Interview

Trees, Layers, and Speed: Talking Optimization with Patrick Hayes

Mar 10 2017 · by

In a modern twist on Claude Shannon’s Theseus, SigOpt explains optimization by teaching a mouse to solve a randomly generated maze

The learning of machine learning refers to the process of updating and tuning the parameters of a model. For example, if we take the function f(x) = ax^2 + bx + c, learning would mean to change the values of a, b, and c so that our function does a better job describing our data.

But what if we zoom out and focus on higher level model properties? Instead of learning coefficients for a function to best fit our data, is it possible to learn how many layers to put in a neural network or how many trees to put in a random forest model?

The machine learning community calls this hyperparameter optimization. There are a few competing optimization approaches available today, and SigOpt, a San Francisco startup, is the first company we know of that offers a platform to automate optimization work for just about any machine learning project and pipeline.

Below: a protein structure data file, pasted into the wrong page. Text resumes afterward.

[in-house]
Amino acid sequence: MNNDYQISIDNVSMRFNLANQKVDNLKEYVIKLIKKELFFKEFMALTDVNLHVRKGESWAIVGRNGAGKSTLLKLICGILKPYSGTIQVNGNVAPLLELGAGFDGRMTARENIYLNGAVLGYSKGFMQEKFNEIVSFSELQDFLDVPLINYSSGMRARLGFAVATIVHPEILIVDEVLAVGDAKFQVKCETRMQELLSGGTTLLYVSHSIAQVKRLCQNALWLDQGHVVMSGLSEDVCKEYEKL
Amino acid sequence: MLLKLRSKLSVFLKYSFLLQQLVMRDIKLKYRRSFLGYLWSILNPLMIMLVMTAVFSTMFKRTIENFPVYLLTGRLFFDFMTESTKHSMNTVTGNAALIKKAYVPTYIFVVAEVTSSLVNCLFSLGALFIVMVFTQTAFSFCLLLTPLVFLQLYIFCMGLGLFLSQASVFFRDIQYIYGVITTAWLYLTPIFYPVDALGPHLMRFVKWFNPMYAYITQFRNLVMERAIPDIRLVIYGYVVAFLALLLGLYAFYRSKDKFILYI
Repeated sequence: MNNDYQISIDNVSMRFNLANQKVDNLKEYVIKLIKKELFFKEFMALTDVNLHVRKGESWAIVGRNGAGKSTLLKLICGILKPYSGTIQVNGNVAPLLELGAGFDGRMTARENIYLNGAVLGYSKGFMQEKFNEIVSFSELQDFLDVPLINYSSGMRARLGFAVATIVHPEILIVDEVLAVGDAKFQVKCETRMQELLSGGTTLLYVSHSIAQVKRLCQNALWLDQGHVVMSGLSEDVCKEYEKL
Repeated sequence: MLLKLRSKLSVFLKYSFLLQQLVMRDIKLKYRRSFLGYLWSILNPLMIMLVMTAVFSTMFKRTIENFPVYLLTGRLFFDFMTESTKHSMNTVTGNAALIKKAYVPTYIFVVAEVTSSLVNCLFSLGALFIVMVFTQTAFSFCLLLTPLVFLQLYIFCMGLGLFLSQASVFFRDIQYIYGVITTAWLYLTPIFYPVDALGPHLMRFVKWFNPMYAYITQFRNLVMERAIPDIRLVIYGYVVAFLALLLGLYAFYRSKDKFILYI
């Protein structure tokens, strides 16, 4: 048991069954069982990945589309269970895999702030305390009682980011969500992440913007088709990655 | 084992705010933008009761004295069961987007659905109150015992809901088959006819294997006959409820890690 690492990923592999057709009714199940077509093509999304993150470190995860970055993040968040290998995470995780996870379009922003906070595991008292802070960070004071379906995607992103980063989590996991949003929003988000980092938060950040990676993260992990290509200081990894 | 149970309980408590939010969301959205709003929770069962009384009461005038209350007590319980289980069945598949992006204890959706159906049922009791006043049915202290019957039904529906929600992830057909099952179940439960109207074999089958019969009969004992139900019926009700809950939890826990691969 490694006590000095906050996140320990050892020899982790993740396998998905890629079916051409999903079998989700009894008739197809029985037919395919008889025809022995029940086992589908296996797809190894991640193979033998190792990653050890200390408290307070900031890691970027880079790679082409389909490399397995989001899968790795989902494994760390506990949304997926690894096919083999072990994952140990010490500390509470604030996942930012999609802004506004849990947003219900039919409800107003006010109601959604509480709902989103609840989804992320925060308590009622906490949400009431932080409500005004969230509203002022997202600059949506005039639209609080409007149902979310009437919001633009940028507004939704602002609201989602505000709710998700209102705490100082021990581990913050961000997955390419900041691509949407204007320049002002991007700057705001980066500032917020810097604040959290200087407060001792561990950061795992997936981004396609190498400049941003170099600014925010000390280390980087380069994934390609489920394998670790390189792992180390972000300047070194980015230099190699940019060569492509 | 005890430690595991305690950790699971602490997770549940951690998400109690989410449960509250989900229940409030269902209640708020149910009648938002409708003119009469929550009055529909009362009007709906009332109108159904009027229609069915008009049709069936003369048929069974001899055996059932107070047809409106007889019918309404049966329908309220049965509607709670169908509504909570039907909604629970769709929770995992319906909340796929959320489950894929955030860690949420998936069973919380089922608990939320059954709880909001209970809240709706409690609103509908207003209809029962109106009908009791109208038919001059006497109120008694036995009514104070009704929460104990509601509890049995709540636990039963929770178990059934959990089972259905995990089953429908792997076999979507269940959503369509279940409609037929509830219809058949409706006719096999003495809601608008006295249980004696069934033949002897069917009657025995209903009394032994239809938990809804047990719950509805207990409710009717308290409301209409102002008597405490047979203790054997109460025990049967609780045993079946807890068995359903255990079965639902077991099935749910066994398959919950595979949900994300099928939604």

SigOpt has an excellent technical blog on this topic if you’d like to dig in further. To start you off, we recently interviewed SigOpt Co-founder and VP of Engineering Patrick Hayes. Keep reading for highlights!

You studied math and computer science at the University of Waterloo, which has a unique Co-op Program where students alternate between four-month study terms at university and four-month work terms in business, industry, or government. How did this experience shape your interests?